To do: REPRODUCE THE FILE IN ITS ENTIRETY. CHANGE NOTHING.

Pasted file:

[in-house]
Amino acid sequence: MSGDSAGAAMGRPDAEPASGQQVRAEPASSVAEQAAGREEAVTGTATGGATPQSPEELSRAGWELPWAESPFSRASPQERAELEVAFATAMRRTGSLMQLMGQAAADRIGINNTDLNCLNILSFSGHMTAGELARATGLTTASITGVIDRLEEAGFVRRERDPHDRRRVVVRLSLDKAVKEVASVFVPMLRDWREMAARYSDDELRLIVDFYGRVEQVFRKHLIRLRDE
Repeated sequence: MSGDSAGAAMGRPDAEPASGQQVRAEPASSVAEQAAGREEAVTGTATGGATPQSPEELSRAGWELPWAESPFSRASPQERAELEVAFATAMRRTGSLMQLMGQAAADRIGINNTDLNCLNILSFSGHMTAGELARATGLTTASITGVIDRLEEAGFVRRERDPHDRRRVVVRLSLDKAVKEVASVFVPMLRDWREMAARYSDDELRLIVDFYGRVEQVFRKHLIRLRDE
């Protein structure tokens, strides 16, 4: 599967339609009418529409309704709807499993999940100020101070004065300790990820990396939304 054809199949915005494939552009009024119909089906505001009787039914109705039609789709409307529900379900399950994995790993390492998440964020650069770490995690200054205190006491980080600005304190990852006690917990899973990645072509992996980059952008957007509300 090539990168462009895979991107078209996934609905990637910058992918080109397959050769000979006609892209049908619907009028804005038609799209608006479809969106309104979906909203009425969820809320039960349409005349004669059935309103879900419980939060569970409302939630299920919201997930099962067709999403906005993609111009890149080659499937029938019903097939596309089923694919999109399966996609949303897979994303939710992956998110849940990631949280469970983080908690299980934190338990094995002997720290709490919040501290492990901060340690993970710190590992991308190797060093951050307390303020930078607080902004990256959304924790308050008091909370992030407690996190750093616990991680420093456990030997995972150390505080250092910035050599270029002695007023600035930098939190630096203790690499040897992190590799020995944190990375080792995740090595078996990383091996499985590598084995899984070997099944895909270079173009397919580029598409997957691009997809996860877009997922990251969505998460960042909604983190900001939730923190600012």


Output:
[in-house]
Amino acid sequence: MSGDSAGAAMGRPDAEPASGQQVRAEPASSVAEQAAGREEAVTGTATGGATPQSPEELSRAGWELPWAESPFSRASPQERAELEVAFATAMRRTGSLMQLMGQAAADRIGINNTDLNCLNILSFSGHMTAGELARATGLTTASITGVIDRLEEAGFVRRERDPHDRRRVVVRLSLDKAVKEVASVFVPMLRDWREMAARYSDDELRLIVDFYGRVEQVFRKHLIRLRDE
Repeated sequence: MSGDSAGAAMGRPDAEPASGQQVRAEPASSVAEQAAGREEAVTGTATGGATPQSPEELSRAGWELPWAESPFSRASPQERAELEVAFATAMRRTGSLMQLMGQAAADRIGINNTDLNCLNILSFSGHMTAGELARATGLTTASITGVIDRLEEAGFVRRERDPHDRRRVVVRLSLDKAVKEVASVFVPMLRDWREMAARYSDDELRLIVDFYGRVEQVFRKHLIRLRDE
């Protein structure tokens, strides 16, 4: 599967339609009418529409309704709807499993999940100020101070004065300790990820990396939304 054809199949915005494939552009009024119909089906505001009787039914109705039609789709409307529900379900399950994995790993390492998440964020650069770490995690200054205190006491980080600005304190990852006690917990899973990645072509992996980059952008957007509300 090539990168462009895979991107078209996934609905990637910058992918080109397959050769000979006609892209049908619907009028804005038609799209608006479809969106309104979906909203009425969820809320039960349409005349004669059935309103879900419980939060569970409302939630299920919201997930099962067709999403906005993609111009890149080659499937029938019903097939596309089923694919999109399966996609949303897979994303939710992956998110849940990631949280469970983080908690299980934190338990094995002997720290709490919040501290492990901060340690993970710190590992991308190797060093951050307390303020930078607080902004990256959304924790308050008091909370992030407690996190750093616990991680420093456990030997995972150390505080250092910035050599270029002695007023600035930098939190630096203790690499040897992190590799020995944190990375080792995740090595078996990383091996499985590598084995899984070997099944895909270079173009397919580029598409997957691009997809996860877009997922990251969505998460960042909604983190900001939730923190600012």